As you sail into Malaga you will notice what an idyllic setting the city enjoys on the famous Costa del Sol. To the east of this provincial capital, the coast along the region of La Axarqua is scattered with villages, farmland and sleepy fishing hamlets - the epitome of traditional rural Spain. To the west stretches a continuous city where the razzmatazz and bustle creates a colourful contrast that is easily recognisable as the Costa del Sol. Surrounding the region, the Penibéetica Mountains provide an attractive backdrop overlooking the lower terraced slopes which yield olives and almonds. This spectacular mountain chain shelters the province from cold northerly winds, giving it a reputation as a therapeutic and exotic place in which to escape from cold northern climes. Malaga is also the gateway to many of Andalusia's enchanting historic villages, towns and cities.
Valencia, Spain image
Day 15
Valencia, Spain
Valencia, Spain's third-largest municipality, is a proud city with a thriving nightlife and restaurant scene, quality museums, and spectacular contemporary architecture, juxtaposed with a thoroughly charming historic quarter, making it a popular destination year in year out. During the Civil War, it was the last seat of the Republican Loyalist government (1935–36), holding out against Franco’s National forces until the country fell to 40 years of dictatorship. Today it represents the essence of contemporary Spain—daring design and architecture along with experimental cuisine—but remains deeply conservative and proud of its traditions. Though it faces the Mediterranean, Valencia's history and geography have been defined most significantly by the River Turia and the fertile huerta that surrounds it.The city has been fiercely contested ever since it was founded by the Greeks. El Cid captured Valencia from the Moors in 1094 and won his strangest victory here in 1099: he died in the battle, but his corpse was strapped into his saddle and so frightened the besieging Moors that it caused their complete defeat. In 1102 his widow, Jimena, was forced to return the city to Moorish rule; Jaume I finally drove them out in 1238. Modern Valencia was best known for its frequent disastrous floods until the River Turia was diverted to the south in the late 1950s. Since then the city has been on a steady course of urban beautification. The lovely bridges that once spanned the Turia look equally graceful spanning a wandering municipal park, and the spectacularly futuristic Ciutat de les Arts i les Ciències (City of Arts and Sciences), most of it designed by Valencia-born architect Santiago Calatrava, has at last created an exciting architectural link between this river town and the Mediterranean. If you're in Valencia, an excursion to Albufera Nature Park is a worthwhile day trip.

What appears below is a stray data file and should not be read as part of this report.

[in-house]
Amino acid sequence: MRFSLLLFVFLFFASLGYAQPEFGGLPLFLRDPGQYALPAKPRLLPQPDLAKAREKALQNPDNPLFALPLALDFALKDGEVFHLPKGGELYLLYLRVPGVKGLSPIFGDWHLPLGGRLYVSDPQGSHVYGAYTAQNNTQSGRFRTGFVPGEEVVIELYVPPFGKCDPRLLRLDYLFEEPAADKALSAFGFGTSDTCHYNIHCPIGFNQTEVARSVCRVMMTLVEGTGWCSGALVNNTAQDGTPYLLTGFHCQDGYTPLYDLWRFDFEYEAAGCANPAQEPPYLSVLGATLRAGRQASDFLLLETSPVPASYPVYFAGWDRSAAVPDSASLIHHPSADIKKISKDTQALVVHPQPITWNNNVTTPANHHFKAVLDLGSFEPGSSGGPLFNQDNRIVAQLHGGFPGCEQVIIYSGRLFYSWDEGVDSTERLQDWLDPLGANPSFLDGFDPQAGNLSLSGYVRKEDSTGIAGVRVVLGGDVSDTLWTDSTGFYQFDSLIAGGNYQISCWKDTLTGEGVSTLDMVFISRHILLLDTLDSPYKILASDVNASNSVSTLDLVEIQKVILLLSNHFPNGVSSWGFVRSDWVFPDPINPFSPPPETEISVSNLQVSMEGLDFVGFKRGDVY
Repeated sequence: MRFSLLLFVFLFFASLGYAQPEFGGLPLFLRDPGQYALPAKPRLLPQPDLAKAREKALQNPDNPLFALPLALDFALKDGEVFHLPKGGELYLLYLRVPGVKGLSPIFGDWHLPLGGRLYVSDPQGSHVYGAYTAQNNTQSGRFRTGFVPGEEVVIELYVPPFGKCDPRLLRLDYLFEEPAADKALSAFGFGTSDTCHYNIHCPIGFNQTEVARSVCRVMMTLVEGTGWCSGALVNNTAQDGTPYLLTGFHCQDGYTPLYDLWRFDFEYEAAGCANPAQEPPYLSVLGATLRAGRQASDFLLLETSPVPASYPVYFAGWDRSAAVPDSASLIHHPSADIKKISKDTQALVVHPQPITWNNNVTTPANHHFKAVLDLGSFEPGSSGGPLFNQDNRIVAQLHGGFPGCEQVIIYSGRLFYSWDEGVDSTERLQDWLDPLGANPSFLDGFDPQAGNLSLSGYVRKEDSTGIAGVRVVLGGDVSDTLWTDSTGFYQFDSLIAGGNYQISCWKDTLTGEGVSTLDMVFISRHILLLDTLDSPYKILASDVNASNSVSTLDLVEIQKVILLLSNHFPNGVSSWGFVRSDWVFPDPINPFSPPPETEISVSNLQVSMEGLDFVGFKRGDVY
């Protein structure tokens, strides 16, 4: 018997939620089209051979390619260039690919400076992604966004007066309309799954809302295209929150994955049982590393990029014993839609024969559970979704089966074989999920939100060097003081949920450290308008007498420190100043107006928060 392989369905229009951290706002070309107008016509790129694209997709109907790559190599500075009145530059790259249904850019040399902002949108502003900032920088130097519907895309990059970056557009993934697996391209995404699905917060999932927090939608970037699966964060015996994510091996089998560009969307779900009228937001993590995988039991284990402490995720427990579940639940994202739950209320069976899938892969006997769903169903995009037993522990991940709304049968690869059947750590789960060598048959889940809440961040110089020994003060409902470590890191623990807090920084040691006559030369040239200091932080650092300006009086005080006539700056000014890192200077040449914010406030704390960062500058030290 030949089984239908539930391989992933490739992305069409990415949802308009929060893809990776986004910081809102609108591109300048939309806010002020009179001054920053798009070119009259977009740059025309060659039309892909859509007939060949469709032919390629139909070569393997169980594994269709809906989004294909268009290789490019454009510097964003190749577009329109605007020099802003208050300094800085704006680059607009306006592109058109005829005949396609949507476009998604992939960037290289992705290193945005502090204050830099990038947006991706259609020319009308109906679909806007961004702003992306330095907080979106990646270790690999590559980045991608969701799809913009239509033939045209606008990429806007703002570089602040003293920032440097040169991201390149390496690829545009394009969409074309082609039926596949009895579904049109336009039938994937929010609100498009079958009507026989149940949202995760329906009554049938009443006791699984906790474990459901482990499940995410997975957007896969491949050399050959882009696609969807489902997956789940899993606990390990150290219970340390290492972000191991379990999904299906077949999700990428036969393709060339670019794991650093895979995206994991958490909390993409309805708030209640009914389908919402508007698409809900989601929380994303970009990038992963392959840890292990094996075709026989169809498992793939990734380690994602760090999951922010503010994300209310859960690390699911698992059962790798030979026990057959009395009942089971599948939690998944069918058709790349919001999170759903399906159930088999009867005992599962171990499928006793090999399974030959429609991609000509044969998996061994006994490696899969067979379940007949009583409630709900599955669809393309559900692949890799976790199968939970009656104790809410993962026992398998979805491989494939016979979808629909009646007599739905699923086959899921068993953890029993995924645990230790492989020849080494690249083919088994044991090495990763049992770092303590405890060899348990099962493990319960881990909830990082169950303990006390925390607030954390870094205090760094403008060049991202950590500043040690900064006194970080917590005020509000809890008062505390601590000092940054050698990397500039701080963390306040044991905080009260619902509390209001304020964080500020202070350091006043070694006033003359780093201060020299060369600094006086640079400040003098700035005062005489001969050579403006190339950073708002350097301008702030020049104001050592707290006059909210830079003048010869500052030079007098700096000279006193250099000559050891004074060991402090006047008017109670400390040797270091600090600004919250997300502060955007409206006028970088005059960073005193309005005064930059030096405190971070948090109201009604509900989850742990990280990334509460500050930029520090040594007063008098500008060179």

Barcelona, Spain image
Day 16
Barcelona, Spain
The infinite variety of street life, the nooks and crannies of the medieval Barri Gòtic, the ceramic tile and stained glass of Art Nouveau facades, the art and music, the throb of street life, the food (ah, the food!)—one way or another, Barcelona will find a way to get your full attention. The capital of Catalonia is a banquet for the senses, with its beguiling mix of ancient and modern architecture, tempting cafés and markets, and sun-drenched Mediterranean beaches. A stroll along La Rambla and through waterfront Barceloneta, as well as a tour of Gaudí's majestic Sagrada Famíliaand his other unique creations, are part of a visit to Spain's second-largest city. Modern art museums and chic shops call for attention, too. Barcelona's vibe stays lively well into the night, when you can linger over regional wine and cuisine at buzzing tapas bars.
Ship Details
Royal Caribbean International
Voyager of the Seas

The newly amped up Voyager of the Seas® is packed with more ways to play.